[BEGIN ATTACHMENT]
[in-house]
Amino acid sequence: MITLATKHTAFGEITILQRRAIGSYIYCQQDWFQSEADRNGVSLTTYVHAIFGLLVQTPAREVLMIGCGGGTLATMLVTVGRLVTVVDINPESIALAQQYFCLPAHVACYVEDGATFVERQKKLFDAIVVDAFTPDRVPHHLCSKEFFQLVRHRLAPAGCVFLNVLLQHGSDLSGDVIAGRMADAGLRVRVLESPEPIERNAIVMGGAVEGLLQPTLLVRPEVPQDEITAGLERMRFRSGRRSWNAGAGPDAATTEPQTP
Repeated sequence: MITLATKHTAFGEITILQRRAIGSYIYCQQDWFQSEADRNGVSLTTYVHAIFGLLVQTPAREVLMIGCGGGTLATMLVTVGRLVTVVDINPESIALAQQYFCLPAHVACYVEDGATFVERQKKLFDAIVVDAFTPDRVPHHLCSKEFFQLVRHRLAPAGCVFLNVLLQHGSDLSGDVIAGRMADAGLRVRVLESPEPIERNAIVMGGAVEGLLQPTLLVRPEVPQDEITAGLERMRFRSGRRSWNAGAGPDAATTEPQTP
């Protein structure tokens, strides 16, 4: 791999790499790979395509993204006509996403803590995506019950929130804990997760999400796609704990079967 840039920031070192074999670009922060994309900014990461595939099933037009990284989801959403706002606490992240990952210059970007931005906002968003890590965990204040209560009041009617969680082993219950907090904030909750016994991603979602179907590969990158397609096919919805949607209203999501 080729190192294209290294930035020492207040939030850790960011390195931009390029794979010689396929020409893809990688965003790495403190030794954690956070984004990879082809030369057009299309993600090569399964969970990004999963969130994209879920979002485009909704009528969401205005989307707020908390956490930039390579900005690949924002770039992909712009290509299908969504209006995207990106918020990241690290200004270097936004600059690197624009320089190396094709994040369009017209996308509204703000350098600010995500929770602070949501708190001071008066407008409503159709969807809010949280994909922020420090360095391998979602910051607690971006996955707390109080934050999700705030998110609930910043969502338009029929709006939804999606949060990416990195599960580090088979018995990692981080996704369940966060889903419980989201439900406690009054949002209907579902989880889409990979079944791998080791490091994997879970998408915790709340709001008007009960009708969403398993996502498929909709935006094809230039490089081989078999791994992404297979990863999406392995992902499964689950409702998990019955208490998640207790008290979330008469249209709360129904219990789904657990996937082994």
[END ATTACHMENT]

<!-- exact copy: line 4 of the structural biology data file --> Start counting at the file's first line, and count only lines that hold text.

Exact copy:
């Protein structure tokens, strides 16, 4: 791999790499790979395509993204006509996403803590995506019950929130804990997760999400796609704990079967 840039920031070192074999670009922060994309900014990461595939099933037009990284989801959403706002606490992240990952210059970007931005906002968003890590965990204040209560009041009617969680082993219950907090904030909750016994991603979602179907590969990158397609096919919805949607209203999501 080729190192294209290294930035020492207040939030850790960011390195931009390029794979010689396929020409893809990688965003790495403190030794954690956070984004990879082809030369057009299309993600090569399964969970990004999963969130994209879920979002485009909704009528969401205005989307707020908390956490930039390579900005690949924002770039992909712009290509299908969504209006995207990106918020990241690290200004270097936004600059690197624009320089190396094709994040369009017209996308509204703000350098600010995500929770602070949501708190001071008066407008409503159709969807809010949280994909922020420090360095391998979602910051607690971006996955707390109080934050999700705030998110609930910043969502338009029929709006939804999606949060990416990195599960580090088979018995990692981080996704369940966060889903419980989201439900406690009054949002209907579902989880889409990979079944791998080791490091994997879970998408915790709340709001008007009960009708969403398993996502498929909709935006094809230039490089081989078999791994992404297979990863999406392995992902499964689950409702998990019955208490998640207790008290979330008469249209709360129904219990789904657990996937082994």